Agribusiness

A B O U T



South Carolina’s Agribusiness Industry Cluster includes the agriculture, forestry and processing sectors. According to the most recent economic impact study of the industry, the cluster has a $34 billion economic impact on the state’s economy and supports nearly 200,000 jobs.

The Palmetto Agribusiness Council (PABC) was formed in 1999 to facilitate collaboration of the different agribusiness sectors on critical issues and economic development efforts. The PABC has also developed an organized campaign to inform policymakers and the general public of the existing economic strength of agribusiness in South Carolina and its potential to grow even stronger given the appropriate support.

 

L E A D E R S H I P


 

Agribusiness
Jack W. Shuler

President
Palmetto Agribusiness Council

Agribusiness
Cathy Novinger

Executive Director
Palmetto Agribusiness Council

 

V I S I O N   &   M I S S I O N


 
PABC’s vision is to grow the forestry and agriculture sectors from an annual economic impact of $34 billion and 200,000 jobs, to $50 billion and 290,000 jobs by the year 2020 by focusing on:

Food processing, labeling and packaging. Packaging companies and engineering firms are located throughout the state. Leveraging these resources, a food processing, labeling and distribution industry can be built. Collaboration with rural communities to develop certified agricultural sites is critical to this effort.

Adding value to forestry and horticulture sectors. Forest products fall into two distinct products: 1) paper and paperboard; and 2) solid wood products. Nearly 90% of both products are shipped to secondary processors, some of which are located in South Carolina. Today, the greatest opportunity for forest products involves secondary paper and paperboard where fiber is recycled. There are two primary avenues to grow the subcluster. One is to process more wood through primary manufacturing, and the other is to add value to the wood that is processed through secondary manufacturing. Both options are dependent on the housing market’s supply and demand.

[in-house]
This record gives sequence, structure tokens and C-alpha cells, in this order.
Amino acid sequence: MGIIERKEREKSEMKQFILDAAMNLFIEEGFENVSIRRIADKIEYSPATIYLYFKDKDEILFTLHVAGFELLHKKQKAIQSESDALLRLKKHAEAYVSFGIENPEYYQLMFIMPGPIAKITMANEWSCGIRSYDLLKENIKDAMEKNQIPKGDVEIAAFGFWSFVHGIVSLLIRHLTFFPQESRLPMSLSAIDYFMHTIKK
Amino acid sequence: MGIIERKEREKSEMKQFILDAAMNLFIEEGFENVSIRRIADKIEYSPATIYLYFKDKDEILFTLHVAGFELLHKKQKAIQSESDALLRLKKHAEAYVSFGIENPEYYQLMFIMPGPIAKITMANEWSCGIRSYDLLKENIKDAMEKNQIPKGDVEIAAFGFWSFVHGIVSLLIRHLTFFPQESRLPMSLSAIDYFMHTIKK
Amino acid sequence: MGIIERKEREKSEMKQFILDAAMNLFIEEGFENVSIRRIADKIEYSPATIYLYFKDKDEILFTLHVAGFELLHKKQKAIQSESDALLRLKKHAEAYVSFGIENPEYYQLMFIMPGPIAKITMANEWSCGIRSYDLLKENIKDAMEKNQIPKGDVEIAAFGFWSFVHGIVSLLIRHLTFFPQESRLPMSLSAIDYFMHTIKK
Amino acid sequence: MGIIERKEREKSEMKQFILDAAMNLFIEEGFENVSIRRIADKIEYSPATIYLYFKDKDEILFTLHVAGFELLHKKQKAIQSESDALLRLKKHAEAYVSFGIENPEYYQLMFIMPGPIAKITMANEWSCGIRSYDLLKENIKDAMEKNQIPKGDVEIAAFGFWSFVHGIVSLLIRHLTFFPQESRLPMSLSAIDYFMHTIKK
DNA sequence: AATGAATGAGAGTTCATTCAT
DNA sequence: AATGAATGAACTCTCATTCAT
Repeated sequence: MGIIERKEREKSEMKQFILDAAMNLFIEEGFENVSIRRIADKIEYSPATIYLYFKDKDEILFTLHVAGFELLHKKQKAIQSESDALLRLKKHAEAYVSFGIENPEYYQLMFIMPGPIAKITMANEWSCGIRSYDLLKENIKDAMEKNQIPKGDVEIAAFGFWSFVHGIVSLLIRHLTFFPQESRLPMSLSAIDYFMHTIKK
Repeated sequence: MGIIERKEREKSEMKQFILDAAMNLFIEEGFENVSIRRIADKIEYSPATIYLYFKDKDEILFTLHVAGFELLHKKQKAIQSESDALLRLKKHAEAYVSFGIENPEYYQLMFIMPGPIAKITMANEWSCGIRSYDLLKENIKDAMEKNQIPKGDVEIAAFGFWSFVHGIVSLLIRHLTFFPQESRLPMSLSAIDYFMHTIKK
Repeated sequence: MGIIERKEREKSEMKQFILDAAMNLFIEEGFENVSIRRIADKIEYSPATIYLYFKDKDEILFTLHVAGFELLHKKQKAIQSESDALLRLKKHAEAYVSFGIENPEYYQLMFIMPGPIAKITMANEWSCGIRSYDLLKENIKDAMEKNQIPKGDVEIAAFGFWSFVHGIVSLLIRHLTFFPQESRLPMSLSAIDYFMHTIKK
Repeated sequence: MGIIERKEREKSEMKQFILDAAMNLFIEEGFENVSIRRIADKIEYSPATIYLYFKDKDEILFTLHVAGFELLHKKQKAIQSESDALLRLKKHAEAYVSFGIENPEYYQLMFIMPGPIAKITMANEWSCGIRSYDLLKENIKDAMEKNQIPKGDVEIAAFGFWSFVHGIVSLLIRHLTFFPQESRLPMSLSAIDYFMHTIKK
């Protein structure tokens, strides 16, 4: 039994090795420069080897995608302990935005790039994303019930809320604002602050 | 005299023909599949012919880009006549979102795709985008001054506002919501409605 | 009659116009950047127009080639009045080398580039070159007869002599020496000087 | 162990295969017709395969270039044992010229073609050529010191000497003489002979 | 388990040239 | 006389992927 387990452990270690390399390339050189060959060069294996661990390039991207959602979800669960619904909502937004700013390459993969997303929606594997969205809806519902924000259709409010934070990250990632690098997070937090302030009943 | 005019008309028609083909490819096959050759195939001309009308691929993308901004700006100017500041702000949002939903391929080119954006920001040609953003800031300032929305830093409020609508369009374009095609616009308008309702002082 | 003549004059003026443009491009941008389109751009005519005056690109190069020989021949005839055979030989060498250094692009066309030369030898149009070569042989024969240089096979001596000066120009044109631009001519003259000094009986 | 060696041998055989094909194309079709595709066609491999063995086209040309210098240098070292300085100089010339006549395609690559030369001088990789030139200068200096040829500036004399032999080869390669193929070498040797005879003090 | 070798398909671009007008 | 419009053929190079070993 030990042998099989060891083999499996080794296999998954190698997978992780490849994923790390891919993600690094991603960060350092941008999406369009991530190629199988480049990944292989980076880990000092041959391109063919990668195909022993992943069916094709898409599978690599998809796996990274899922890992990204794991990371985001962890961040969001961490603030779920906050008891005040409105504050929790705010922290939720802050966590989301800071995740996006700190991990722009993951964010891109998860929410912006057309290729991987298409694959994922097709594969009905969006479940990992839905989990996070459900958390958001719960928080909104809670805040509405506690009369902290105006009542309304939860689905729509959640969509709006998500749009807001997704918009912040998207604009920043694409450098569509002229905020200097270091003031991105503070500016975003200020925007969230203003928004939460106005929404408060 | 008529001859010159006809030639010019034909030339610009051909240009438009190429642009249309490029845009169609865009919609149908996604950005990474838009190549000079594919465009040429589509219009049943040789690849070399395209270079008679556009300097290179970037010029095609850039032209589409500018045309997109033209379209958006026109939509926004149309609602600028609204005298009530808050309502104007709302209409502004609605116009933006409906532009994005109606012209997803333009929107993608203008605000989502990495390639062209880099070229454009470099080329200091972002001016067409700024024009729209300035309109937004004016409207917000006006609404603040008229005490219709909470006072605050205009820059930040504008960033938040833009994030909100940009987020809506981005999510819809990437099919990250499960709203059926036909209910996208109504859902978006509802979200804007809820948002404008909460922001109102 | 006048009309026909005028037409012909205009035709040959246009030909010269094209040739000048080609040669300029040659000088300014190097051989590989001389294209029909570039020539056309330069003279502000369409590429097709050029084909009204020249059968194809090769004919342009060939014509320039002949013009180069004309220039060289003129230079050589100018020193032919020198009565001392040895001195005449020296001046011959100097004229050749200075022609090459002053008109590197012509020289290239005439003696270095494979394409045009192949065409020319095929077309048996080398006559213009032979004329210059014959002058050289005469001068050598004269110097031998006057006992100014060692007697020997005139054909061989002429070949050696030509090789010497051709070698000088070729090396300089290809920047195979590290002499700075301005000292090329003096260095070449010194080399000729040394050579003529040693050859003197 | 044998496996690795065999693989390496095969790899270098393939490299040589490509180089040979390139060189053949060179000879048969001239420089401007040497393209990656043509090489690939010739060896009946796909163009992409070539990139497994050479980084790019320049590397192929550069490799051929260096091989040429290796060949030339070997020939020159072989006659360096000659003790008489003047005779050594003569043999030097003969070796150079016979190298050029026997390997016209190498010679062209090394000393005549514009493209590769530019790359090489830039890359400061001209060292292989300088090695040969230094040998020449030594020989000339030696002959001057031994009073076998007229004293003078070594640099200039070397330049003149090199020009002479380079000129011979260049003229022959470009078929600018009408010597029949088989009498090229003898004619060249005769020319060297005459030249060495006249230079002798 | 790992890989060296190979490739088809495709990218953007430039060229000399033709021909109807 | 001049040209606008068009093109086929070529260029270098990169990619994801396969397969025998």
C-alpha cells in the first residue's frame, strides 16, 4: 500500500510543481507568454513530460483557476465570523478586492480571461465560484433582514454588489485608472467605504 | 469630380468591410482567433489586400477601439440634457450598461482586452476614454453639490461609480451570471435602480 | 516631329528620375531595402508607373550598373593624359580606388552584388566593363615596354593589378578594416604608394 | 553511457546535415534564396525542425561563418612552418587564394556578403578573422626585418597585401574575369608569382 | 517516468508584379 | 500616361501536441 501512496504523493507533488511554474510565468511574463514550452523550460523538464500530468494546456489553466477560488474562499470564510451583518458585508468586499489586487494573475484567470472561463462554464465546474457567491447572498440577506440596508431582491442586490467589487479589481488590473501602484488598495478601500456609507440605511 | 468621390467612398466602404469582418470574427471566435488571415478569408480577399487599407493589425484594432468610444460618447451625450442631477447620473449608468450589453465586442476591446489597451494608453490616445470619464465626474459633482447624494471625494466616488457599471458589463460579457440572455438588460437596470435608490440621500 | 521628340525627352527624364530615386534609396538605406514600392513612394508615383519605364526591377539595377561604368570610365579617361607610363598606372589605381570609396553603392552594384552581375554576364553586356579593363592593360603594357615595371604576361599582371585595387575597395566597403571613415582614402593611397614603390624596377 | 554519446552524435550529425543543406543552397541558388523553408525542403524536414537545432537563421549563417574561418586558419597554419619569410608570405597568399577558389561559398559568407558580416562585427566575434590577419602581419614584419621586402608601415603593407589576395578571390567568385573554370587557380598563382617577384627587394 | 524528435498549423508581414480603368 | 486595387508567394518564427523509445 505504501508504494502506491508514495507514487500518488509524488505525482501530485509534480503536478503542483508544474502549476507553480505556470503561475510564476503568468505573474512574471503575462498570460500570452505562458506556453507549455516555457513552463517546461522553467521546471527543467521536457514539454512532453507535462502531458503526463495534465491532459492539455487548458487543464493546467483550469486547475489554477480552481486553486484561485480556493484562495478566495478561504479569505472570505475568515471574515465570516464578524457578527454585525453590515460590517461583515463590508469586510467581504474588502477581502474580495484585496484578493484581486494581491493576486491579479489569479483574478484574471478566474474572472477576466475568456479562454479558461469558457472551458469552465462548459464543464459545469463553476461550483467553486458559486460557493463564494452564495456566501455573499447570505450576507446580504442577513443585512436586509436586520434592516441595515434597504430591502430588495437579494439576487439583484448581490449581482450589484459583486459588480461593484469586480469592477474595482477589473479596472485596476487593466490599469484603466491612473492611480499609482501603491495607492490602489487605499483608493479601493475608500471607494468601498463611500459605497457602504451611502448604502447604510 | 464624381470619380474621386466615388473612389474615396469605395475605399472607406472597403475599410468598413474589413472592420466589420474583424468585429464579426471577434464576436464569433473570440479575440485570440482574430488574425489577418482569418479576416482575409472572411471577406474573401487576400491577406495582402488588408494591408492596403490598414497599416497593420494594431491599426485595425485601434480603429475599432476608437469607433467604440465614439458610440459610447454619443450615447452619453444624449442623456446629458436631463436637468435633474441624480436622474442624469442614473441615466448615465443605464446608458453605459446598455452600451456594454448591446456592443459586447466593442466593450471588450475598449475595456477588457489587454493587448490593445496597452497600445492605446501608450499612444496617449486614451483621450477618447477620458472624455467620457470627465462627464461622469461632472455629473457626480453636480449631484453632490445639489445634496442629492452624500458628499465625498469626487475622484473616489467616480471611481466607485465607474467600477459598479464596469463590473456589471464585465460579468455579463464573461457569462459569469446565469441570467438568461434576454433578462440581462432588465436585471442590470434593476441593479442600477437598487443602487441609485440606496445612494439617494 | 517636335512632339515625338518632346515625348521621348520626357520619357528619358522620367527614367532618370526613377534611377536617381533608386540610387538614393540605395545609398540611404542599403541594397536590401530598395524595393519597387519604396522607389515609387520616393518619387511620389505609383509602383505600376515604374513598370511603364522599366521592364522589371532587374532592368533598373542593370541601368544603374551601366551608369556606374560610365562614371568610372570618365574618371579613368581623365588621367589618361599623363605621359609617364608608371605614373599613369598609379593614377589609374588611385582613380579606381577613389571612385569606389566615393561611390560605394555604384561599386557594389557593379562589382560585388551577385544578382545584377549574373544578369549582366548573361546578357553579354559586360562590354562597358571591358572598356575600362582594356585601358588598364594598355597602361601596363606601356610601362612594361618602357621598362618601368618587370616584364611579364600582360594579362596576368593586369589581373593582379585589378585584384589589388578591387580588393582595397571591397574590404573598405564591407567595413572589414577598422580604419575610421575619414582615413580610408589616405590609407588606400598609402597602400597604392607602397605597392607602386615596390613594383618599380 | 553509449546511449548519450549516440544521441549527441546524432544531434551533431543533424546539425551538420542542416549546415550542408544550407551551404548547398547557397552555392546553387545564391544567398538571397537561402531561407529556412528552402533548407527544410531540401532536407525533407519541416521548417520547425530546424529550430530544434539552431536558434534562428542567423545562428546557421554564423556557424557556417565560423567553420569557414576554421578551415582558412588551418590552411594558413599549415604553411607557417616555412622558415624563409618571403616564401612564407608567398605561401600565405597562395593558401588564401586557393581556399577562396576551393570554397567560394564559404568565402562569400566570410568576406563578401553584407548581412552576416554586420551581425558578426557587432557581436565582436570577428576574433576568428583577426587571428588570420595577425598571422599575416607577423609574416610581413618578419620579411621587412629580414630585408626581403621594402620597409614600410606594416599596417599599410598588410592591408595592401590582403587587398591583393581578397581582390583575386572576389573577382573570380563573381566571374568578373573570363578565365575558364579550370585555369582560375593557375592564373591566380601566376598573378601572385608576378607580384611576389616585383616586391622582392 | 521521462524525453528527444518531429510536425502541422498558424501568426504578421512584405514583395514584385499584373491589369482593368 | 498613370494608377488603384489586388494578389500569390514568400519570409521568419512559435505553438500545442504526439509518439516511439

Genomic research incubators. Clemson University has the largest genomic catalog of plants in the world. The state can leverage this resource through genomic research at the Pee Dee Research and Education Center, develop new plans, test them for viability, educate area farmers about how to grow them and then introduce them to the world market. Examples include seeds, plants, soil management, agro chemicals, irrigation, plant nutrients, specialty machinery, robotic development and green technology.

Agritourism/niche industry development. Collaboration with the SC Department of Agriculture, the SC Forestry Commission, and the SC Department of Parks, Recreation and Tourism to expand a nature-based tourism program for the state. Potential opportunities include wildlife observation, “vacation on farm,” hunting, hiking, camping, horseback riding, and packing/merchandising of SC grown products and others.

There are many states known for one crop or agriculture product. For example, Georgia is known as the Peach State, even though South Carolina produces more peaches. If collaborative action is taken to leverage the state’s agribusiness assets, South Carolina can become dominate on the national and global stage as the “State of Agribusiness.”

 

O T H E R   R E S O U R C E S


 
Certified South Carolina Grown – a marketing and branding program developed by the SC Department of Agriculture to increase the consumption of South Carolina agriculture products.

Making Small Farms into Big Business: A plan for infrastructure investments to connect small farms in South Carolina to local markets (September 23, 2013), produced by Crossroads Resource Center.

The Economic Impact of the Agribusiness Industry in South Carolina (September 2008).

Weathers, Hugh. 50 by 20 – A Ten Year Plan for South Carolina Agriculture, (November 13, 2009).